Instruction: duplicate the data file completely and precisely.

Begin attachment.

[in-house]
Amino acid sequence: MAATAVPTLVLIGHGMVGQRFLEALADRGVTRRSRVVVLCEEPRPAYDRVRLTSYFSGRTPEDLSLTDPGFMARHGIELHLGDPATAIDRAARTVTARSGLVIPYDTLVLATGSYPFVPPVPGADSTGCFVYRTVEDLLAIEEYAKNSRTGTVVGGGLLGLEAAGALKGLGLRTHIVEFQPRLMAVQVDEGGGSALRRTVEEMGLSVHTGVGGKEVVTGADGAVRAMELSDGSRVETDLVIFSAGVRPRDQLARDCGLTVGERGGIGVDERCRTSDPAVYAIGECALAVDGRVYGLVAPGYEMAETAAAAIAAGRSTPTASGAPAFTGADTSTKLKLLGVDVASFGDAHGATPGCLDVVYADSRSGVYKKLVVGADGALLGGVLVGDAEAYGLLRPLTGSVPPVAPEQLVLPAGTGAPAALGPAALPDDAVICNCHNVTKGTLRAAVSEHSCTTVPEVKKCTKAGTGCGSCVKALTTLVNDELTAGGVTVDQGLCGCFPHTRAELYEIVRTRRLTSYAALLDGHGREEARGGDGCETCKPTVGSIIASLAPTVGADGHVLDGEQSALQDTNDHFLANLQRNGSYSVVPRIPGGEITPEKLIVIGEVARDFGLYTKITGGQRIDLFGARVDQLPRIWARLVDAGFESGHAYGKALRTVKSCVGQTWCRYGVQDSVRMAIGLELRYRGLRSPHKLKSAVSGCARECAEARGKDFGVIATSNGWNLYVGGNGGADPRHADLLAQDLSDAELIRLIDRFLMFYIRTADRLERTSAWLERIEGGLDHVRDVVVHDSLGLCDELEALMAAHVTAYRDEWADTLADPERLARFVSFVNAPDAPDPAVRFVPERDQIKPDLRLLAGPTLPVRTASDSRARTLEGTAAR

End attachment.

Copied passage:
[in-house]
Amino acid sequence: MAATAVPTLVLIGHGMVGQRFLEALADRGVTRRSRVVVLCEEPRPAYDRVRLTSYFSGRTPEDLSLTDPGFMARHGIELHLGDPATAIDRAARTVTARSGLVIPYDTLVLATGSYPFVPPVPGADSTGCFVYRTVEDLLAIEEYAKNSRTGTVVGGGLLGLEAAGALKGLGLRTHIVEFQPRLMAVQVDEGGGSALRRTVEEMGLSVHTGVGGKEVVTGADGAVRAMELSDGSRVETDLVIFSAGVRPRDQLARDCGLTVGERGGIGVDERCRTSDPAVYAIGECALAVDGRVYGLVAPGYEMAETAAAAIAAGRSTPTASGAPAFTGADTSTKLKLLGVDVASFGDAHGATPGCLDVVYADSRSGVYKKLVVGADGALLGGVLVGDAEAYGLLRPLTGSVPPVAPEQLVLPAGTGAPAALGPAALPDDAVICNCHNVTKGTLRAAVSEHSCTTVPEVKKCTKAGTGCGSCVKALTTLVNDELTAGGVTVDQGLCGCFPHTRAELYEIVRTRRLTSYAALLDGHGREEARGGDGCETCKPTVGSIIASLAPTVGADGHVLDGEQSALQDTNDHFLANLQRNGSYSVVPRIPGGEITPEKLIVIGEVARDFGLYTKITGGQRIDLFGARVDQLPRIWARLVDAGFESGHAYGKALRTVKSCVGQTWCRYGVQDSVRMAIGLELRYRGLRSPHKLKSAVSGCARECAEARGKDFGVIATSNGWNLYVGGNGGADPRHADLLAQDLSDAELIRLIDRFLMFYIRTADRLERTSAWLERIEGGLDHVRDVVVHDSLGLCDELEALMAAHVTAYRDEWADTLADPERLARFVSFVNAPDAPDPAVRFVPERDQIKPDLRLLAGPTLPVRTASDSRARTLEGTAAR